Solar Thermal

Page last updated 28th February, 2010 by Corny


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Solar thermal systems use the sun's energy to heat water for use in a property for washing and other domestic uses; they do not usually heat the property itself.

In the UK solar water heating can only deliver around 50-60% of year round water heating. In the summer months, 90% of the hot water needs of a typical home may be met by these systems can provide. However, this can fall to less than 20% in winter.

The two standard collector panel types are "flat plate" and "evacuated tube". Flat plate systems use a dark plate in an insulated box to transfer energy into the water system. Evacuated tube systems are more expensive and sophisticated, using metal strip collectors in vacuum tubes but have the advantage that smaller panels are needed.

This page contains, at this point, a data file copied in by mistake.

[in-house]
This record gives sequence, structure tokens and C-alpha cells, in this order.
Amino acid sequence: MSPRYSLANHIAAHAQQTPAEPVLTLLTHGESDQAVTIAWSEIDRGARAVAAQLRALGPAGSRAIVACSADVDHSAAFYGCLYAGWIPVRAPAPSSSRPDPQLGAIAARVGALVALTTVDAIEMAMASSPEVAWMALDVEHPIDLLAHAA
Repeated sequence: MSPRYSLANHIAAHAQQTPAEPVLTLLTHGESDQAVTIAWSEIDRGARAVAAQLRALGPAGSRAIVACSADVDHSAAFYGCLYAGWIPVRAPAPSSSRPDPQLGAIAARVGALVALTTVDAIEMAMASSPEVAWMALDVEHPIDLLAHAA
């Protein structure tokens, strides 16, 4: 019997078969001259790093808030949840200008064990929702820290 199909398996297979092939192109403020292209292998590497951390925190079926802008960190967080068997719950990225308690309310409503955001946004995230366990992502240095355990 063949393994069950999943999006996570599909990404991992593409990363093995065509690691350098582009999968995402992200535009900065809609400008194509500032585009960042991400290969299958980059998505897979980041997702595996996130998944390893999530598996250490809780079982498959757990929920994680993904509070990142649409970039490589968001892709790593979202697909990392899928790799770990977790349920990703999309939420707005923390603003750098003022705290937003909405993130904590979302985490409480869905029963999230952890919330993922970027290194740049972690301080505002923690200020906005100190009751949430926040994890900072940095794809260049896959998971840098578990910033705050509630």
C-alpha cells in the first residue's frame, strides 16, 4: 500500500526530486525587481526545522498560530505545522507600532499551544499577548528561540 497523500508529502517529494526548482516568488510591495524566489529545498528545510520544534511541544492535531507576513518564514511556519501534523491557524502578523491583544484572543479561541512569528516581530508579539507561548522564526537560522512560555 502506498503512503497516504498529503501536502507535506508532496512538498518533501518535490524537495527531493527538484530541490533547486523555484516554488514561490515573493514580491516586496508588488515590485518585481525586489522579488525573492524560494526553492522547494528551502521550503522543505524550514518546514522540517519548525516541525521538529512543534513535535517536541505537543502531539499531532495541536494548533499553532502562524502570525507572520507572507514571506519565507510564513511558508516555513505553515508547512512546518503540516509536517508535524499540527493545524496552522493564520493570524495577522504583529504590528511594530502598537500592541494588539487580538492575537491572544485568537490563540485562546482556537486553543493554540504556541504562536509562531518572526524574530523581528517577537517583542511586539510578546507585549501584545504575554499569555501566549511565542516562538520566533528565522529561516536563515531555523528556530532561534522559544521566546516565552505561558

There are three principle system types: Thermosiphon; Drain back and forced circulation.

Thermosiphon is used extensively in hotter climates. This type of system operates on gravity, requiring no pump. The water is heated and the hot water rises up into a water store fixed above the collector panel where it s kept until required. These systems are by their very nature heavy.

The drain back system on circulates water to the solar collector panel when there is a demand for hot water and only then if there is sufficient sunlight. When the system is off, the water in the collector drains into a small sealed vessel (or drain-back unit) by means of gravity siphon effect.

Forced circulation is the most common system used in the UK. The heat transfer fluid (normally a glycol water mix) is circulated through the collector panels by a pump. Sensors measure the panel temperature and water store temperature. As long as there is a 4-8°C temperature difference the pump will run and transfer heat from the panel to the store. These are sealed systems which can operate at high temperature (above 180°C).

A typical domestic system would require a panel approximately 3-4m2 in area at an installed cost of between £3,000 and £5,000.



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